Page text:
Thursday, June 24, 2010

Just the facts: A comparison of Portland's rail systems and two West Coast metros

Given that there's been much discussion of the different kinds of rapid transit systems (and rail systems which aren't rapid transit), today's post is a comparison of 5 west coast rail transit systems.  The first three are the three systems present in Portland (MAX, the Streetcar, and WES); the other two are two "true metros"--the subway system in Los Angeles (the LACMTA Red and Purple Lines), and Vancouver's SkyTrain system.
Rather than engage in analysis or discussion--today, it's just the data, presented in a table with a font that's probably too small for anyone to read.  Blogger doesn't seem to do scrolling tables, and my HTML chops ain't that great... I do embedded systems, not web programming, so sue me.  :)
A few notes:
  • For Portland, under-construction projects (the Streetcar Loop, and the Civic Drive MAX station) and planned projects (Columbia River Crossing MAX extension, Milwaukie MAX, and the Lake Oswego Transit project).  Only existing routes were looked at for the LA and Vancouver systems.
  • The BRT and light rail systems in LA (Blue, Green, Gold, and Orange lines) were not considered.
  • SkyTrain uses two different propulsion technologies--linear induction on the Millennium and Expo lines, and "standard" motors and drives on the Canada line; for table entries related to rolling stock, only the linear-induction vehicles are considered.
  • Some data I couldn't find (I'll do some more research later to try and fill in the gaps).  Some data probably has errors or is out-of-date.  If anyone has any corrections, please post 'em in the comments.
  • Nothing should be inferred from the fact that I chose two "full metros" to compare with Portland's systems--the reason I did so is because Portland doesn't have a similar system locally.  In this post, I make no comment, pro or con, whether a full metro line or system would be appropriate here.  Both LA (the city itself, not the greater metropolitan area) and Vancouver are significantly denser than Portland, and Vancouver doesn't have freeways in its downtown area.
In addition to the links in the table (and numerous documents hosted by Metro, Portland Streetcar, and TriMet), a few other documents used are:

SystemMetropolitan Area Express (MAX)Portland Streetcar

Westside Express Service (WES)Los Angeles County Metro Rail Red LinePurple Line and Vancouver SkyTrain

City of Portland/
Portland Streetcar, Inc.
TriMetLos Angeles County Metropolitan Transit Authority LACMTA)TransLink
OperatorTriMetTriMetPortland and Western RailroadLACMTA

Began service19862001200919931985
Service hours7 days7 days/wk, 16 hours weekdaysM-F, mornings and afternoons only7 days, 20 hours weekdays7 days, 20 hours weekdays

Peak time headways3-5 minutes on combined sections13 minutes30 minutes5 minutes<2 minutes
Communities served
Cedar Hills
Oak Grove
Vancouver, WA

Lake Oswego
Los Angeles, CA
Hollywood, CA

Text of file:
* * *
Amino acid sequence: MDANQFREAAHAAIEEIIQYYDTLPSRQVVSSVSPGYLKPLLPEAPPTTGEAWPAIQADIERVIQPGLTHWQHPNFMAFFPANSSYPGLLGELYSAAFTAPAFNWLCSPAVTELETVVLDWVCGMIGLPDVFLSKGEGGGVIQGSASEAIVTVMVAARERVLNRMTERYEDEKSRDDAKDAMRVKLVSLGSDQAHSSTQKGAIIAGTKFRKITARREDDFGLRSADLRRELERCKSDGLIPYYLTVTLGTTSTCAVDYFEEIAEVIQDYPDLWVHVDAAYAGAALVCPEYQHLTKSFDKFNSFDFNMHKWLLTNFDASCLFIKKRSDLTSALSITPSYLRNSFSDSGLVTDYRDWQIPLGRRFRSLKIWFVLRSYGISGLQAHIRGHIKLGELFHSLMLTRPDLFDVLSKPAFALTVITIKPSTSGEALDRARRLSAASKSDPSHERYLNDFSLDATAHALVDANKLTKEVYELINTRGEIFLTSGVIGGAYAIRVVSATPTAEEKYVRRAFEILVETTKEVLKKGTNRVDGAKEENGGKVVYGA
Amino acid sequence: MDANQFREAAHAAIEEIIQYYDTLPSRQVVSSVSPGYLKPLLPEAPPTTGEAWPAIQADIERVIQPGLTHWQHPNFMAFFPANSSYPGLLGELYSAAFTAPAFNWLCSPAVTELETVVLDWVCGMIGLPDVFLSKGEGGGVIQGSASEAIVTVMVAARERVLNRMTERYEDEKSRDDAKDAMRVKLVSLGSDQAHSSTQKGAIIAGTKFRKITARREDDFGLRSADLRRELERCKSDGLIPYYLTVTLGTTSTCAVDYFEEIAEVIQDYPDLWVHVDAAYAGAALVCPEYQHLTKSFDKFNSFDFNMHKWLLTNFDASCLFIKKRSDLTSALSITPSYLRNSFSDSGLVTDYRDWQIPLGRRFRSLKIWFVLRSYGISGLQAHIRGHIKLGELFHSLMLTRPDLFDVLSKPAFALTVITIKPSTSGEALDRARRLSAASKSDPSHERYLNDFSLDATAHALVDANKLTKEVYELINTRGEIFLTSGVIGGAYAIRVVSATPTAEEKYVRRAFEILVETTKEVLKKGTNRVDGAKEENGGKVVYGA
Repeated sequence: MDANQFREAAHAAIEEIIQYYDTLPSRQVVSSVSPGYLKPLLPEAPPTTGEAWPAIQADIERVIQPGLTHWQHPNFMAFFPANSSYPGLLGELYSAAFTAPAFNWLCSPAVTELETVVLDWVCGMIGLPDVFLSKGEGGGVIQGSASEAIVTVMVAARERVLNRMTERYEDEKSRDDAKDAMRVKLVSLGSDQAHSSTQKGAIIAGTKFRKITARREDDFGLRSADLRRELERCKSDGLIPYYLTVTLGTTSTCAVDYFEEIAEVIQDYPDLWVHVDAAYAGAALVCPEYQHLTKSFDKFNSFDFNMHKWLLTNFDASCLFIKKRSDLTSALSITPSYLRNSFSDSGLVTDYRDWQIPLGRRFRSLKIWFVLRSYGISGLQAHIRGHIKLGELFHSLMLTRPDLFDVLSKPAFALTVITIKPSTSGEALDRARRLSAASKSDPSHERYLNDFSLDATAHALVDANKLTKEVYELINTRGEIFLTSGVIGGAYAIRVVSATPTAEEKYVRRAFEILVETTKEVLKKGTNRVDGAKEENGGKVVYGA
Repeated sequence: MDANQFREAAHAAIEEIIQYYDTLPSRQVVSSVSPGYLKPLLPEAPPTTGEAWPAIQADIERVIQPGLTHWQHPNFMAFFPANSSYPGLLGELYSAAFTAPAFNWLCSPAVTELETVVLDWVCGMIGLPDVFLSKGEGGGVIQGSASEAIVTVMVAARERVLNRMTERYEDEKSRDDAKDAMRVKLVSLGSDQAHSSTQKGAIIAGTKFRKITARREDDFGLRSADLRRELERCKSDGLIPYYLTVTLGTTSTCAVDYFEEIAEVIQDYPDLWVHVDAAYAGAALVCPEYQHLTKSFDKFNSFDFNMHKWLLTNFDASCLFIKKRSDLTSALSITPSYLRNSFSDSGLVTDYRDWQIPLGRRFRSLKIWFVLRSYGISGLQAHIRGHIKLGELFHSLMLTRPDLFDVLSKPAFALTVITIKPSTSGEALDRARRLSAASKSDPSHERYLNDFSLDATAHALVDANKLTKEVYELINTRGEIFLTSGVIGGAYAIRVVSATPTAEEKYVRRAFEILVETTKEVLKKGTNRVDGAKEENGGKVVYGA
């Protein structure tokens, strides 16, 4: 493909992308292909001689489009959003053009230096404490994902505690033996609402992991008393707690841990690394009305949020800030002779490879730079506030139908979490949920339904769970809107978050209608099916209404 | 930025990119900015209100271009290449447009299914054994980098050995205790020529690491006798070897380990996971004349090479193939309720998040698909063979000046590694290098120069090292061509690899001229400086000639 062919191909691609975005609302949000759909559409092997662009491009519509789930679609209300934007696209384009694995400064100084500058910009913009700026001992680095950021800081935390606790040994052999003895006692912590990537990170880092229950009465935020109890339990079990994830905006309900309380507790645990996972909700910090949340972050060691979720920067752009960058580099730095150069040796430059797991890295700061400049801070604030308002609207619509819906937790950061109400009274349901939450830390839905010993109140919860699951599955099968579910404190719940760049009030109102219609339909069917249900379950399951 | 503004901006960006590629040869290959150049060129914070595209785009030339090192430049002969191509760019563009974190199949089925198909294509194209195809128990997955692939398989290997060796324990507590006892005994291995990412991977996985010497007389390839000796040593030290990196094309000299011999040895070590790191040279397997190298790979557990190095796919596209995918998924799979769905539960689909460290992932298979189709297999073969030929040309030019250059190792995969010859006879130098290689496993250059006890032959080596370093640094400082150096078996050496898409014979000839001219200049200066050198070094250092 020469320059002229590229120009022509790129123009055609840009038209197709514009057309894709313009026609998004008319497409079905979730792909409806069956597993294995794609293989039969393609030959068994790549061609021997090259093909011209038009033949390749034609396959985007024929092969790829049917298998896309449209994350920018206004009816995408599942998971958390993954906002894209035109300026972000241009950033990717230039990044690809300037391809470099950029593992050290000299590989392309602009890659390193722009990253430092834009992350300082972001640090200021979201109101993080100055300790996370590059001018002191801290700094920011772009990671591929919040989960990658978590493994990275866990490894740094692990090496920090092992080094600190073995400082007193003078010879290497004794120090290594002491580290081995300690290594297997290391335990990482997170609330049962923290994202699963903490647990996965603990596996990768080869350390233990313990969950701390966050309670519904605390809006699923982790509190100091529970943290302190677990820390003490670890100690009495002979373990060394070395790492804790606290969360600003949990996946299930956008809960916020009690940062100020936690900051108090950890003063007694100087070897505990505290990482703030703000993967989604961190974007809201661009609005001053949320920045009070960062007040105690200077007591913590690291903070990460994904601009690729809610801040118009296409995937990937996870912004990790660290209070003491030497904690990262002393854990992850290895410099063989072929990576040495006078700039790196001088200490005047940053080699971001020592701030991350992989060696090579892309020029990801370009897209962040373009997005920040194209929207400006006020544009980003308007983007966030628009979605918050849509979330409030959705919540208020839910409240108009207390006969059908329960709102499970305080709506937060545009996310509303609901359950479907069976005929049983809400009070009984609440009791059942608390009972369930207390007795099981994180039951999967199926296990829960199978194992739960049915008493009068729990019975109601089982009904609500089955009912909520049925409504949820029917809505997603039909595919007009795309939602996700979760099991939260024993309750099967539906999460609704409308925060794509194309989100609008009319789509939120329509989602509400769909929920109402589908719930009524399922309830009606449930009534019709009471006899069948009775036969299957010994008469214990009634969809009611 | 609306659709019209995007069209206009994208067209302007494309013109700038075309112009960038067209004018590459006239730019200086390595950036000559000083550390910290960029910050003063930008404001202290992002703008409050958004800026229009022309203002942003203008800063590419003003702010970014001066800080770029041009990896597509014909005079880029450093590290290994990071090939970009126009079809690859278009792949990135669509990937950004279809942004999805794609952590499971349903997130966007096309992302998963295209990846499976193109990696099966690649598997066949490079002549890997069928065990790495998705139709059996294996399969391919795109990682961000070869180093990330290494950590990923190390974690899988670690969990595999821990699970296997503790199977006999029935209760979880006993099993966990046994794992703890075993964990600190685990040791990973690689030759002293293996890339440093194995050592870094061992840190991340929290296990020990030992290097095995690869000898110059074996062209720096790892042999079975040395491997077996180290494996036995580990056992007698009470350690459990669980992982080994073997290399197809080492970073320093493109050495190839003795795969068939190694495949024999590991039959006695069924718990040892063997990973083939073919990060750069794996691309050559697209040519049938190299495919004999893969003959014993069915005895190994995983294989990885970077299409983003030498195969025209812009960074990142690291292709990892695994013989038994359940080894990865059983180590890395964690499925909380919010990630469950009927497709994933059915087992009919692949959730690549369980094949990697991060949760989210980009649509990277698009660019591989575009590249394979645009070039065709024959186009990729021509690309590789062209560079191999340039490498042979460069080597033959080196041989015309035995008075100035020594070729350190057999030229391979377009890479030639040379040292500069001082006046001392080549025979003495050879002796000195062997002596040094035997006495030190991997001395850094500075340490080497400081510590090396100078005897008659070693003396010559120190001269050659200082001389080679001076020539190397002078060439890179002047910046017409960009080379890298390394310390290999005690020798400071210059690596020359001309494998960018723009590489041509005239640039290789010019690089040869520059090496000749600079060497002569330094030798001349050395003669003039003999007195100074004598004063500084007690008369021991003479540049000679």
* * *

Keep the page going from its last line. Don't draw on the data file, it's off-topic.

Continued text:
Vancouver, BC
Richmond, BC
New Westminster, BC
Burnaby, BC
Surrey, BC

Number of lines
(under construction)
12 (excluding LA light rail and BRT)3

Number of stations
(under construction)

Route miles of revenue track
(under construction)
52 miles (83.7 km)
10.2 miles (16.4 km)
3.9 miles (6.3 km)end-to-end14.7 miles (23.7 km)17.4 miles (28 km)

42.7 miles (68.7 km)
Service typeLocal/Rapid TransitLocalCommuter RailGrade-separated metro (subway)Grade-seperated driverless metro (subway, elevated)
Right-of-wayExclusive (some street-median running, some grade separation)
Shared with busses on Transit Mall
Mixed trafficMixed passenger/freight railGrade-separated

Stop spacing (typical)Average: 3300' (1km)
Yamhill/Morrison: 1100' (330m)
750' (230m)3 miles (5km)1 mile (1.6km)0.9 mile (1.5 km)
Average speedBlue Line: 20MPH (32 km.h)
Red Line: 25 MPH (40 km/h)
Yellow Line: ~15MPH (25 km/h)
Green Line: ~20MPH (32 km/h)
Transit Mall: 7.8 MPH (12.5 km/h)
Goose Hollow-Rose Quarter: 7.3MPH (12km/h)

6.9 MPH (11.1 km/h)24.1 MPH (38.8 km/h)~30 MPH (50 km/h)28 MPH (45 km/h)
Track configurationDual track (one small single-track section near Gateway)Dual/single track, continuous loopSingle-track with sidingsDual trackDual track, single track near Richmond and airport
Fare collectionProof-of-payment, some secure platforms; ticket machines at platformsProof of-payment, ticket machines on board

Proof-of-payment, ticket machines at platformsProof-of-payment, ticket machines at platformsFare gates
Proof-of-payment, ticket machines at platforms
FRA compliantNoNoYesNoNo
Rail gaugeStandard (4 ft 8+1⁄2 in / 1,435 mm)Standard (4 ft 8+1⁄2 in / 1,435 mm)Standard (4 ft 8+1⁄2 in / 1,435 mm)

Standard (4 ft 8+1⁄2 in / 1,435 mm)Standard (4 ft 8+1⁄2 in / 1,435 mm)
Power source750VDC overhead catenary750VDC overhead catenaryDirect-drive dieselThird-rail electric650VDC third-rail electric, linear induction
Rolling stock (typical)Siemens S70 (Avanto)Skoda 10T

Colorado Railcar/US Railcar DMUBreda Costruzioni Ferroviarie A650Bombardier ART Mark II (linear induction)
also Hyundai Rotem (direct drive)
Vehicle weight